I still think about ‘Ting Ting Man’ and ‘Cakeman’, and I wonder where they are now … probably old enough to retire peacefully, one hopes. Do they miss the children who they shined a smile upon? They must. If only they knew how dearly we held them in our hearts then and now. In my own way, I think that these gentle men of the street would be happy to know that they have a documented mention in cyberspace.

Minced Meat Pattice
  • Minced Meat: 16 oz
  • Butter: 1 Tbsp
  • Onions: 1 large, finely chopped
  • Garlic: 2 cloves, minced
  • Flour: 1 Tbsp
  • Worcestershire sauce: 2 Tbsp
  • Paprika: 1/2 tsp
  • Mace Powder: 1/8 tsp
  • Puff Pastry: 2 sheets
  • Egg: 1 , beaten
  • Salt and Pepper to taste
Method for Filling:
  • Heat butter and fry the onion, garlic and minced meat until meat is halfway cooked through. Do not cook over high heat as it will create a dry filling.
  • Add the Worcestershire sauce, paprika and mace and stir to combine. Fry for a min or two. Add salt and pepper to taste (add a little less salt, keeping in mind the Worcestershire sauce contains a some salt)
  • Add the flour and fry for a min, then add 1/2 cup water and let the meat finish cooking.
  • The filing is ready when the meat is cooked through and moist.
  • Preheat oven at 425F.
  • Cut each pastry into 4 sections.
  • Take each piece of pastry and depending on the kind of shape you would like to make add the filling slightly toward the side. Brush the sides of the pastry with the beaten egg and fold over to form a triangle or a rectangle. Fold over and gently press the sides to make a seal. You can also use your fork to press down the sides.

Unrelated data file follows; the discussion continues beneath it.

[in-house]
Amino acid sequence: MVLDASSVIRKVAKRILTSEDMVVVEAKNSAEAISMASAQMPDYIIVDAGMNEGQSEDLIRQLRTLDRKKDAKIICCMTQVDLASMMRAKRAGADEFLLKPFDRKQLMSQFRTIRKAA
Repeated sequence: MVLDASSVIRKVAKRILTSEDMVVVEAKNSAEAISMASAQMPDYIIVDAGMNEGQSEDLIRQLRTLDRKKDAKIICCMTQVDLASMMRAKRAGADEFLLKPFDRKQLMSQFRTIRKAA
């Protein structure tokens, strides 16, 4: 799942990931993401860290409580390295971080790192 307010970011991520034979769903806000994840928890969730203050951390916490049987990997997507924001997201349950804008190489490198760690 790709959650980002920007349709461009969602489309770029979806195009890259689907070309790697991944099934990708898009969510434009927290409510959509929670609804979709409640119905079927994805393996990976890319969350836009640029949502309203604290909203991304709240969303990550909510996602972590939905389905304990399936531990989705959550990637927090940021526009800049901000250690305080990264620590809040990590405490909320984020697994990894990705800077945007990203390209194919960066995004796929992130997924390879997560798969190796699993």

• Arrange the pattice on your baking sheet and pop them in the fridge for 10-15 mins.
  • When pastry is chilled, brush the tops with the egg wash and bake for 20-25 mins or until the pattice is puffed and beautifully golden browned on top.
  • Serve hot.

8 thoughts on “Pattice

  1. good old memories …. school-r kotha mone pore gelo…. koto kotha… short break, lunch break… amader boshe ek sathe lunch kora next to that soru line of flower shrubs… barely boshare jaga chilo but we still used to sit there … endless golpo….also jhogra…he he mone ache? good old untainted memories indeed.

  2. Debjani, my dear friend, your culinary skills are fantastic, n now i must confess, you are super creative with words as well. Beautiful memories, beautifully penned!

  3. This is such a wonderful post Debjani. Beautifully written and photographed. I completely agree that the ‘deliciousness’ of food isn’t just based on the food alone. I have many wonderful memories of simple food eaten in the best of company… in my memory, that food stands out far above any cuisine from high class restaurants. I am sure that cakeman and ting ting man would love this tribute if they got a chance to read it. Your version of the pattice is beautiful xx